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Music as Communication and Training for Children with Cochlear Implants

  • Kate GfellerEmail author
Chapter

Abstract

From the first lullabies of infancy to the ever-present popular music of adolescence, music plays an important role in the lives of children. Because of music’s pervasiveness in every known culture, children will experience it in a variety of forms on a daily basis. To what extent are children who use cochlear implants (CI) able to accurately perceive and enjoy this ubiquitous acoustical sound? Can music be a meaningful and efficacious component of personal, social, educational, and habilitative experiences? This chapter describes (1) those aspects of music most and least effectively conveyed through a CI; (2) comparisons between pediatric CI users, adult CI recipients, and children with normal hearing (NH); (3) variance among pediatric CI users regarding music perception, enjoyment, and participation; (4) the impact of systematic training on music perception and enjoyment; (5) theoretical and empirical evidence regarding transfer of music training to speech and language; and (6) practical suggestions for clinical interventions and optimizing participation in musical experiences.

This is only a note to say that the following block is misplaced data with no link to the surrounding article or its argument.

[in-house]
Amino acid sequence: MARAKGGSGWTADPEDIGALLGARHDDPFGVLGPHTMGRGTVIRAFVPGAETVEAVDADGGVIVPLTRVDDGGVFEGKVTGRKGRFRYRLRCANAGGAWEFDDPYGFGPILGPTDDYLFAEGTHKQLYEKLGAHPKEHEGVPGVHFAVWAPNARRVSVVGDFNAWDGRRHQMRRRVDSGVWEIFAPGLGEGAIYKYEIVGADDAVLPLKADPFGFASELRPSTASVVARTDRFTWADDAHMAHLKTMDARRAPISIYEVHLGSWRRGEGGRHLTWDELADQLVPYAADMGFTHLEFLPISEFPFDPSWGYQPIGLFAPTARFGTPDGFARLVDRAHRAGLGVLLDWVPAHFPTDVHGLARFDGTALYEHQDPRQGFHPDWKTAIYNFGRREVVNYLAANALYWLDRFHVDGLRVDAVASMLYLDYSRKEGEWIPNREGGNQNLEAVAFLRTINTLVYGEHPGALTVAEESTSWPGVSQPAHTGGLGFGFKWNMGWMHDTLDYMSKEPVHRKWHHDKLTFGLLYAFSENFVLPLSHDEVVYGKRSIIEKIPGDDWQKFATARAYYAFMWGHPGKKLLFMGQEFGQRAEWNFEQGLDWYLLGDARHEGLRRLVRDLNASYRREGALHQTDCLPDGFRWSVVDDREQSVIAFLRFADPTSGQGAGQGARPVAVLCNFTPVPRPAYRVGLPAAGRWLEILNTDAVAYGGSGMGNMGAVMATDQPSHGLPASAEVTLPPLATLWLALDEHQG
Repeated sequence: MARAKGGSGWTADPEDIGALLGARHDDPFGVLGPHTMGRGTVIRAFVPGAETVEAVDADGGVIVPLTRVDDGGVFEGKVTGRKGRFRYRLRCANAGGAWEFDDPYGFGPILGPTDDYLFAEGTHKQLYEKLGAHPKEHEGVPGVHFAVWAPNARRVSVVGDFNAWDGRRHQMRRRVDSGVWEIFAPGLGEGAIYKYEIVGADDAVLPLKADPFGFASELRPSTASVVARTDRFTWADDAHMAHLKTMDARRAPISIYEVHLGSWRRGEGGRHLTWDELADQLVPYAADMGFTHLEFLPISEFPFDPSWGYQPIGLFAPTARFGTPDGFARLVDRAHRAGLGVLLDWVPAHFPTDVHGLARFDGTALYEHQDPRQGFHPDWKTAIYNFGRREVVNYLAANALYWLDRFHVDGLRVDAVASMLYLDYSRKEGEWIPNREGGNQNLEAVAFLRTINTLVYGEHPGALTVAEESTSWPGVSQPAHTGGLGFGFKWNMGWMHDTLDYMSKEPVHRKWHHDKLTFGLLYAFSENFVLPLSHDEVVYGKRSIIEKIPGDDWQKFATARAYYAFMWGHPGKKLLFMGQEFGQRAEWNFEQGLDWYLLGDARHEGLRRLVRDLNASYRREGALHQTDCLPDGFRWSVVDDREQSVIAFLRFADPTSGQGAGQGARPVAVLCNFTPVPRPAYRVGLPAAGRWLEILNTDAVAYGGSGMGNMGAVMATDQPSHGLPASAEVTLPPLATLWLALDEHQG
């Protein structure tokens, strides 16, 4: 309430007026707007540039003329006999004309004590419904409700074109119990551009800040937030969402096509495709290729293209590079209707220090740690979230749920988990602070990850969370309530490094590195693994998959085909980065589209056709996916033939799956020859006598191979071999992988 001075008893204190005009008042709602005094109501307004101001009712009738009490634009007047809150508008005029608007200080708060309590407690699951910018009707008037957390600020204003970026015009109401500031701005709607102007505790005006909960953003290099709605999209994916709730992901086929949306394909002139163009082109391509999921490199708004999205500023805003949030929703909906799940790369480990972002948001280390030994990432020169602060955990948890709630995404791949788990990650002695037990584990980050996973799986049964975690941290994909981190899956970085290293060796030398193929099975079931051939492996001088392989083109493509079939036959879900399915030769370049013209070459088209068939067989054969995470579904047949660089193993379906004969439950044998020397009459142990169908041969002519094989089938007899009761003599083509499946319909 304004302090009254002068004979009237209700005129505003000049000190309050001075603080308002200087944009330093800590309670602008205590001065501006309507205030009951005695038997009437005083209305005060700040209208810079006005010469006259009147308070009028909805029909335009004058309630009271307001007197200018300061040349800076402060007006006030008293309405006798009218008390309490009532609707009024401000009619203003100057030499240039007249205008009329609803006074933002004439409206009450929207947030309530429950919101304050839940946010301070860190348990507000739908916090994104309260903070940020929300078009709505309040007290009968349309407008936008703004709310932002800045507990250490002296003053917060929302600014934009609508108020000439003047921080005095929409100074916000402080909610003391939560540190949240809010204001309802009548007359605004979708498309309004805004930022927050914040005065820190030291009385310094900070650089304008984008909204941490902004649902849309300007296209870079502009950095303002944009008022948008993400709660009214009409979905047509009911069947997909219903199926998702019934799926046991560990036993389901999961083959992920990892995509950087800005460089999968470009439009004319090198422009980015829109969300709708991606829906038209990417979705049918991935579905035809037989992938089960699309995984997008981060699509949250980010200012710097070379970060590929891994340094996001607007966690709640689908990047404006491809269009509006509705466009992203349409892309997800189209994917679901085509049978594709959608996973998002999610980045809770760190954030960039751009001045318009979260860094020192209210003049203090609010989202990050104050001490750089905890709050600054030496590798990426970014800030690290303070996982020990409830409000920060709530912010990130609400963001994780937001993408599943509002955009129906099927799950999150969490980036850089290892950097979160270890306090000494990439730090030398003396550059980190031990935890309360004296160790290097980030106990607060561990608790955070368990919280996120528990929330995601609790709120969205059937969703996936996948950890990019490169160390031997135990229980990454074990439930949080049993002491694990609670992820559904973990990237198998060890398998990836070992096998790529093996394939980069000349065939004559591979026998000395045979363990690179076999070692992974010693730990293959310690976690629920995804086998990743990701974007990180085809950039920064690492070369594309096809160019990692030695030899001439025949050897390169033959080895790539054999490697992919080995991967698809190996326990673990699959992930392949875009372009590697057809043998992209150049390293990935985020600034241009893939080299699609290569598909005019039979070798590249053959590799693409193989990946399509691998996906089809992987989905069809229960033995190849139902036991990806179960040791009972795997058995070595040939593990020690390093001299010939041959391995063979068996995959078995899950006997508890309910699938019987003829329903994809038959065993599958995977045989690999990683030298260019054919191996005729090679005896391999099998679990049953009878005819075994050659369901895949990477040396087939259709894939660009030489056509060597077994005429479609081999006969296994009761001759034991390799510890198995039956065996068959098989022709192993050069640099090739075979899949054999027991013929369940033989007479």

Keywords

Cochlear implants Pediatric Music Music training Speech perception 

Notes

Acknowledgements

This manuscript was supported by grant 2 P50 DC00242 from the NIDCD, NIH; RO1 DC012082-10 from the NIDCD, NIH; and grant RR00059 from the General Clinical Research Centers Program, NCRR, NIH; and the Iowa Lions Foundation. Virginia Driscoll provided invaluable input in the preparation of this manuscript.

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Authors and Affiliations

  1. 1.School of Music and Department of Communication Sciences and DisordersThe University of IowaIowa CityUSA
  2. 2.Cochlear Implant Research CenterThe University of Iowa Hospitals and ClinicsIowa CityUSA

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